Tom Scott, comedian and activist, imagines a dystopian future where a (fictional) British MP gets into trouble when his iLife (an indexed and searchable video and audio memory) gets hacked and he's spotted paying for sex in a brothel. Not a great look for an MP. And, by the way, if you think this all seeing iLife sounds improbable, then remember Facebook is less than ten years old.
Birgitta Jónsdóttir, an MP for the Icelandic Pirate Party ("An anarchist in a political party?!"), tells us: "I love crisis; crisis is the only time we can change things. But in Iceland we discovered that if you don't act fast, it can slip away." Then she turns to the audience and appeals to us. "I want to hear from you - where do you want to see this planet in a hundred years, in fifty years, in twenty years?"
Johannes interupts: "Some people will say I'll be dead, I don't give a shit."
"Some people care more for others than for themselves."
You can decide which side of the coin you are on with Birgitta at Thursday's session on Open Democracy and on Friday at Knowledge is Power, Open Knowledge is Empowerment.
Christian Winkler and Birgit Pölzl introduce us to the HoergeREDE, a festival within the festival, working with text, sound and discourse. "We are being surveilled and disciplined and we don't even notice. Even when we protest, we protest nicely. Art is where we are not disciplined, where we are not functionalised and where we become empowered."
"We have the internet in Africa," Marion Walton says, "but many people don't have the money to pay for the connection." In Friday's discussion Democratising Networked Communication , she'll be asking: "What can we do without the internet and with a phone?" This is a discussion "for people who want to reconfigure the network for everyone, not just for the 1% - or even the 10%."
Sam Muirhead tells Johannes that he shouldn't go to Kazakhstan but to Copenhagen, where a couple of guys are currently building an open source spaceship.
Johannes goes straight back on the offensive, brandishing his presentation remote control: "Take my Logitech clicker - there's probably one dead person behind this! How can I do this?"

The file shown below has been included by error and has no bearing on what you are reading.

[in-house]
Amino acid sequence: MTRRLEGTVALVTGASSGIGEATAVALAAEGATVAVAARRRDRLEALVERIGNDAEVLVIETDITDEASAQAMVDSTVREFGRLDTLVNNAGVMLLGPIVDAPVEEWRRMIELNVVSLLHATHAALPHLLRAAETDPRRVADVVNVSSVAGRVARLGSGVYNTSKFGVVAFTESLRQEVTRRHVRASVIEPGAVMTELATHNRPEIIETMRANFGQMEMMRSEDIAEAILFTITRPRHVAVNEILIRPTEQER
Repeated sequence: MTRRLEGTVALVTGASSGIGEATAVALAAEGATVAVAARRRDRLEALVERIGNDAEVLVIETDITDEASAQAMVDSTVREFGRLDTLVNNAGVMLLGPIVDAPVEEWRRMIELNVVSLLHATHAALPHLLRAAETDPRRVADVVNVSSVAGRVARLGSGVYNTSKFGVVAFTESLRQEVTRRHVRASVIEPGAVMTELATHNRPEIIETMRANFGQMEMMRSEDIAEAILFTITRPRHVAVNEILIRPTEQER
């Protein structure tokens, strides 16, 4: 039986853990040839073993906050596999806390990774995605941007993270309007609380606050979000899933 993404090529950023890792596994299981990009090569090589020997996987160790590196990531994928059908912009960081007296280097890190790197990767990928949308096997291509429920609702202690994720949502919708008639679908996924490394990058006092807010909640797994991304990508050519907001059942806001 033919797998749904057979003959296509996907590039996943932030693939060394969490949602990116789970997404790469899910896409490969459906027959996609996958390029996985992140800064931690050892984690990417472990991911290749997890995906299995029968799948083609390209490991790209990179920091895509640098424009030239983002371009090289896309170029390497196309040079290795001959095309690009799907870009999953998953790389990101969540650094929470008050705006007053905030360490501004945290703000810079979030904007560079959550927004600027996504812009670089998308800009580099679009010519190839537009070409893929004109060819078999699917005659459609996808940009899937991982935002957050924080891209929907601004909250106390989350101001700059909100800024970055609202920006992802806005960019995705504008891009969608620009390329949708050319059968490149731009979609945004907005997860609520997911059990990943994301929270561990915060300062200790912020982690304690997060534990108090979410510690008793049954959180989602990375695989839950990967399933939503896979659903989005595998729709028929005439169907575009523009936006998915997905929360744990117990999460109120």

"There are a number of initiatives trying to deal with this," Sam tells us. "There's a project in France to make semiconductors from everyday materials, from things you can find in the supermarket. And the crowdfunded Fairphone project, which is trying to make a smartphone using non-conflict materials." Sam will share more on Saturday, in the session on Self-determined Production.
The 2013 Elevate Opening Speech is delivered by Jacob Appelbaum, a man who could have been cast as uber-geek "Q" in our Bond film - if he hadn't been exiled to Germany because the US authorities think he's a terrorist. "For states, openess means that our lives are an open book. But for us, there is a different level of openess." There is a fuller description of his speech here.
Finally, Johannes brings to the stage two of the co-organisers, Daniel Erlacher and Bernhard Steirer. They thank us and direct us to Open Elevate on Sunday, where everyone can contribute to the discussion, by bringing their own festival topics become part of the programme. Daniel reminds us that entry to the discourse programme is entirely free - although you can snack away on the Elevate Awards prize money by buying a E3 motivational chocolate!
The last action of what must have been a very sweaty night for a spaceman, is Johannes confirming what we knew all along: the Elevate programme is awesome.
"I will remain here!" he wails and, with that, clunks offstage.